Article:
The earlier in the power curve of their development the better. We mustn’t forget we were all once children – I think children are smarter than we give them credit for and the earlier we test those smarts, even if it means initial failure, the better. Most everyone I’ve ever met in my life who has been successful – has failed… entitlement is not a word that works for soccer in this country and getting the right mentality that no player ‘deserves’ to be selected needs to start as early as possible.
WSJ: Does fighting for a spot in MLS count or does it have to be internationally?
No – once my staff and I have reviewed their initial skills and how they execute those skills in their club environment – how much time they garner in playing for their club no longer matters to me. I take on players who I think have the right skills to be successful representing the United States, not those that do great for their club but don’t fit into this country’s team. Just because a player scores or gets an assist for their club has ABSOLUTELY nothing to do with whether or not they can do the same for the United States.
In my view this is where many-many people completely misunderstand individual statistics stemming from domestic soccer. The fact that Johnny scores for his club means nothing to me – why – because the team he plays for with me is a different team, in a completely different environment. I assess individual behavior that includes mentality (nous) and execution on the pitch relative to specific tactics we think will help the team be successful against our opponent.
The greater the flexibility a player has in playing under different tactical situations the better. But I do ask for and want specialists – it never hurts to have a set-piece specialist – at the same time I’d also expect that specialist to have very strong abilities to play multiple roles if injuries occur.
I’ll put it this way – if I have 24 players to choose from I’d expect at least one of them to have a throw-in that exceeds 20-30 meters and I’d also expect at least one of them to have a wicked free kick. The challenge is finding multiple players who have individual skills like these while also having the talent and understanding to play a full 90 + minutes. We should never forget set-pieces win games!
WSJ: Two years ago, you said Gedion Zelalem was talented enough to play for the national team. What happened to him?
I have spoken with one of the top statistics people at Arsenal FC. They know Gedion has the right skills to play, I trust what they offer. I would bring him in every single time we train and help him develop the mentality to play for the United States; I don’t care if he gets minutes in Europe or not. He’s here to play for me and the United States not his club. At the end of the day if he needs nurturing – so be it… If he finds playing time it’s because he’s a part of the soil that helps our country bear the fruit of success.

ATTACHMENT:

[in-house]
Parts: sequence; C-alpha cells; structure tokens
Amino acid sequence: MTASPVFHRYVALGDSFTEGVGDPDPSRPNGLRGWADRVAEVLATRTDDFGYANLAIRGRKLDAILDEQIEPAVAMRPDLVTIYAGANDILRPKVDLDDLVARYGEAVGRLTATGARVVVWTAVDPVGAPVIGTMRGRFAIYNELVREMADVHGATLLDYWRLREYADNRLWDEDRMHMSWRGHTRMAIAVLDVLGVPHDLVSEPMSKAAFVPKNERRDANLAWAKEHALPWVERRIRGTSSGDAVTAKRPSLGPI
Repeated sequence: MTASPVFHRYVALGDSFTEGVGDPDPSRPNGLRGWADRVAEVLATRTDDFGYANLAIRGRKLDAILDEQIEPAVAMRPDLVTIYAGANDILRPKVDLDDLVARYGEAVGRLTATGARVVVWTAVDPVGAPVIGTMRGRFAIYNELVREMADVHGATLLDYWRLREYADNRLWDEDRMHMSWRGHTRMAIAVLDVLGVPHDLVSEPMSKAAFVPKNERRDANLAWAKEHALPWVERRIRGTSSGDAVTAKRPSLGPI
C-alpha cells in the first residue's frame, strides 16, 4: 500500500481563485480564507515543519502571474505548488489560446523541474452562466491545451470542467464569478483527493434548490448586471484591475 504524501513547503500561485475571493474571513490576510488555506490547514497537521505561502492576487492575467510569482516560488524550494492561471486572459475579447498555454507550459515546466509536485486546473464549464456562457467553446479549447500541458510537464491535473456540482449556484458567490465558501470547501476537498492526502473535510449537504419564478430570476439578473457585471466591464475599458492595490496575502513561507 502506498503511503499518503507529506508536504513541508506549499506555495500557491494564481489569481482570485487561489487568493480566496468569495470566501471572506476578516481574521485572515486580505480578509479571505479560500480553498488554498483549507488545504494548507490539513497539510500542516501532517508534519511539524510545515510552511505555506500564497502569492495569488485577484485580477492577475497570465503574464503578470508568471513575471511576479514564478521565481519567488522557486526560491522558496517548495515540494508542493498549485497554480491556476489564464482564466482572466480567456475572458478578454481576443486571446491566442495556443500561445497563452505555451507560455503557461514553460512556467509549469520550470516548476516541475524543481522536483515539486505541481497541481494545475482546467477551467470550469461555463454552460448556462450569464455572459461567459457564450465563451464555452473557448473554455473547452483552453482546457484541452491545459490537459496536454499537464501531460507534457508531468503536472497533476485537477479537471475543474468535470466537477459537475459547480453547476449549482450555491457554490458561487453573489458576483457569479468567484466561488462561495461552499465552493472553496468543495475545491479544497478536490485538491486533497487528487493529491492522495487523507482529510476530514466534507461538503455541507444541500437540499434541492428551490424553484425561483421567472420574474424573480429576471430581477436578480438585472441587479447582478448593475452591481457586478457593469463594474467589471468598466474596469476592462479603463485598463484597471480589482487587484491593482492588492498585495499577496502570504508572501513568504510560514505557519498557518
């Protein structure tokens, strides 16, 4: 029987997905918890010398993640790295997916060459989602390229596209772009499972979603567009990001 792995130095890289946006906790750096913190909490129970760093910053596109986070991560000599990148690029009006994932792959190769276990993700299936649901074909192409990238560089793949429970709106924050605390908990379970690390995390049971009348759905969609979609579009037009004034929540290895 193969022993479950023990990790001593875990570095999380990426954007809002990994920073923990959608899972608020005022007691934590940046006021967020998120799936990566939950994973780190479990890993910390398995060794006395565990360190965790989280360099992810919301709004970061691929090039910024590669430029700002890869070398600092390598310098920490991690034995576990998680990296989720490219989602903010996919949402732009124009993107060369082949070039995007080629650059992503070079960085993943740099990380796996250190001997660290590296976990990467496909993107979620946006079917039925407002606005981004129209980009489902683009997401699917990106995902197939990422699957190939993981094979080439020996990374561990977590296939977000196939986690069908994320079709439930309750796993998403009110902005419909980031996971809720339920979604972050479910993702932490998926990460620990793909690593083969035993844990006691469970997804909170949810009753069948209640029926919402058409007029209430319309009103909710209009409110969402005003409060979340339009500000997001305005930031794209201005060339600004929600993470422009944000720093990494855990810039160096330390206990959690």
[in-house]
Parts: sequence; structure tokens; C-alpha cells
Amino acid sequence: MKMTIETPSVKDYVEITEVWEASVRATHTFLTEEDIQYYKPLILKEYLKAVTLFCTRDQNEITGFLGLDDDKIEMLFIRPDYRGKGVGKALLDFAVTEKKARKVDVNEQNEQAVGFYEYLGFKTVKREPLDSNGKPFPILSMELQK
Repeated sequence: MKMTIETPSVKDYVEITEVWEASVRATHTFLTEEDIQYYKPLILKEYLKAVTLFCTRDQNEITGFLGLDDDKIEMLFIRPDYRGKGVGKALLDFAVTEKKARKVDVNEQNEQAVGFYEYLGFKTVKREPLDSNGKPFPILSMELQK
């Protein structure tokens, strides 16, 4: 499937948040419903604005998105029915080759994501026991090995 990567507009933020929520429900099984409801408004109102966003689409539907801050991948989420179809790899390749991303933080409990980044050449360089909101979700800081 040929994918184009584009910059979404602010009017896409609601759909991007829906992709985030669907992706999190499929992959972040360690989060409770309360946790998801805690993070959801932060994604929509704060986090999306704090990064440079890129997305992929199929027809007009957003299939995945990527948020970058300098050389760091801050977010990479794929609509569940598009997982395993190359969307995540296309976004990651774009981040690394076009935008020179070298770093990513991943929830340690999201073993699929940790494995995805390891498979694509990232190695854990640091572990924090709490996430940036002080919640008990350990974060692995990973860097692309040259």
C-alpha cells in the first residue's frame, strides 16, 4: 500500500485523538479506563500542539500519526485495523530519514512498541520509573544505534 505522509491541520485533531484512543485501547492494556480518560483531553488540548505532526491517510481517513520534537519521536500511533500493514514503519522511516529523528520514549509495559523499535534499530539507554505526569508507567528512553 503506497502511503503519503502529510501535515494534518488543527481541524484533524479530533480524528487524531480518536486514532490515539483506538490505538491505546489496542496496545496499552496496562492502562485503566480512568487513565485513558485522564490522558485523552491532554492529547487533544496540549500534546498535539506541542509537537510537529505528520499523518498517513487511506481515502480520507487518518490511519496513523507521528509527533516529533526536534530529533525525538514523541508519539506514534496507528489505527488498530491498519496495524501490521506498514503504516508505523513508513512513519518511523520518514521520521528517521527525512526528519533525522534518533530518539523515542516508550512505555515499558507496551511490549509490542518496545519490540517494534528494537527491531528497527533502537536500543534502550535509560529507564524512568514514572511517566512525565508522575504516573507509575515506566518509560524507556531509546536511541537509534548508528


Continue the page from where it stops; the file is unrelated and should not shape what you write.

WSJ: How do you balance the need to give young players a chance and winning games you need to win?
In between the World Cups all competitions, for this country, are about developing for the next World Cup. Some players might have great skills but if there is a point where those skills are likely to wane in the very near future then it’s time for them to take up their responsibility to train their replacement just like I need to train their replacement. Our country is our team – if you want to play for the United States you need to learn/understand that training your replacement is part of replenishing the nutrients in the soil of our players.
WSJ: Did you expect to be still relying on Clint Dempsey and Jermaine Jones and other players already over 30?
At this stage, no. As a Head Coach I would offer it’s my fault that we don’t have at least two to three #9’s in the wings who can step in and play, fail, and get better… this same mistake has been made with respect to our midfielders.
Even now Michael Bradley shouldn’t be starting – I have should have at least two #6’s in the queue ahead of Michael if I’ve been successful these last five years. I don’t – that is my fault. Saying that – we have a special player in our team now – Darlington Nagbe – he has perhaps the best foot skills of any player in MLS.
Can he bring that to the USMNT? I think so. He should be given every chance (90 minutes at a time) to fail so that we can assess his future success. I know Michael Bradley can play – what I don’t know is how well the others can. This tournament is a learning experience first that always includes the intent to win. I must balance that winning with development and the end-state – winning the World Cup…